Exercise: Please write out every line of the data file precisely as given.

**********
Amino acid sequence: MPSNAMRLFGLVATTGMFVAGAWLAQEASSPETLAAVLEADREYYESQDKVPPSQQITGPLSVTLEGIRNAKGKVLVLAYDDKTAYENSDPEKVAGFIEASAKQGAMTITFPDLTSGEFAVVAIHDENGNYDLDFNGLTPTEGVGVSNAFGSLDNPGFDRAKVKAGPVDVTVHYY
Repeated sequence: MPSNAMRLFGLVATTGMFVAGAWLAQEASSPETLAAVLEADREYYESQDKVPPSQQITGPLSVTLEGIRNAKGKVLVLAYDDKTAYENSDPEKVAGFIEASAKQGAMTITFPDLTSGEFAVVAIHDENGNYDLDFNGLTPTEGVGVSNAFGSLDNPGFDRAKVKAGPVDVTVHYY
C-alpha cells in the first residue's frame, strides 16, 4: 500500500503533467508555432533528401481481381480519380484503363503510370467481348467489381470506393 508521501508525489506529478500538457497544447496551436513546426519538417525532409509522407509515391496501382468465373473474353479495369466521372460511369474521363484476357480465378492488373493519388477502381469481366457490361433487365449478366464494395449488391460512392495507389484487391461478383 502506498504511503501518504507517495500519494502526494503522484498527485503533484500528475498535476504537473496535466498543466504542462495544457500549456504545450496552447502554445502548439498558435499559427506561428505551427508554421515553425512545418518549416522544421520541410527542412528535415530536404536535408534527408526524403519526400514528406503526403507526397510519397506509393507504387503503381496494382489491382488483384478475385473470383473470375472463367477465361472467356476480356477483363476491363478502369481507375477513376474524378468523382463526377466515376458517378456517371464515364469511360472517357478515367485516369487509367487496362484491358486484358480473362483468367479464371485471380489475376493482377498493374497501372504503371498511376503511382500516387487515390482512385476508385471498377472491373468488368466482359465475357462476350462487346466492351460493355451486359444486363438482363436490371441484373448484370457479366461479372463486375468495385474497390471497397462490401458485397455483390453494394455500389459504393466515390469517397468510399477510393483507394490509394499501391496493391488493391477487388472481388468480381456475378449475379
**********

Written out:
Amino acid sequence: MPSNAMRLFGLVATTGMFVAGAWLAQEASSPETLAAVLEADREYYESQDKVPPSQQITGPLSVTLEGIRNAKGKVLVLAYDDKTAYENSDPEKVAGFIEASAKQGAMTITFPDLTSGEFAVVAIHDENGNYDLDFNGLTPTEGVGVSNAFGSLDNPGFDRAKVKAGPVDVTVHYY
Repeated sequence: MPSNAMRLFGLVATTGMFVAGAWLAQEASSPETLAAVLEADREYYESQDKVPPSQQITGPLSVTLEGIRNAKGKVLVLAYDDKTAYENSDPEKVAGFIEASAKQGAMTITFPDLTSGEFAVVAIHDENGNYDLDFNGLTPTEGVGVSNAFGSLDNPGFDRAKVKAGPVDVTVHYY
C-alpha cells in the first residue's frame, strides 16, 4: 500500500503533467508555432533528401481481381480519380484503363503510370467481348467489381470506393 508521501508525489506529478500538457497544447496551436513546426519538417525532409509522407509515391496501382468465373473474353479495369466521372460511369474521363484476357480465378492488373493519388477502381469481366457490361433487365449478366464494395449488391460512392495507389484487391461478383 502506498504511503501518504507517495500519494502526494503522484498527485503533484500528475498535476504537473496535466498543466504542462495544457500549456504545450496552447502554445502548439498558435499559427506561428505551427508554421515553425512545418518549416522544421520541410527542412528535415530536404536535408534527408526524403519526400514528406503526403507526397510519397506509393507504387503503381496494382489491382488483384478475385473470383473470375472463367477465361472467356476480356477483363476491363478502369481507375477513376474524378468523382463526377466515376458517378456517371464515364469511360472517357478515367485516369487509367487496362484491358486484358480473362483468367479464371485471380489475376493482377498493374497501372504503371498511376503511382500516387487515390482512385476508385471498377472491373468488368466482359465475357462476350462487346466492351460493355451486359444486363438482363436490371441484373448484370457479366461479372463486375468495385474497390471497397462490401458485397455483390453494394455500389459504393466515390469517397468510399477510393483507394490509394499501391496493391488493391477487388472481388468480381456475378449475379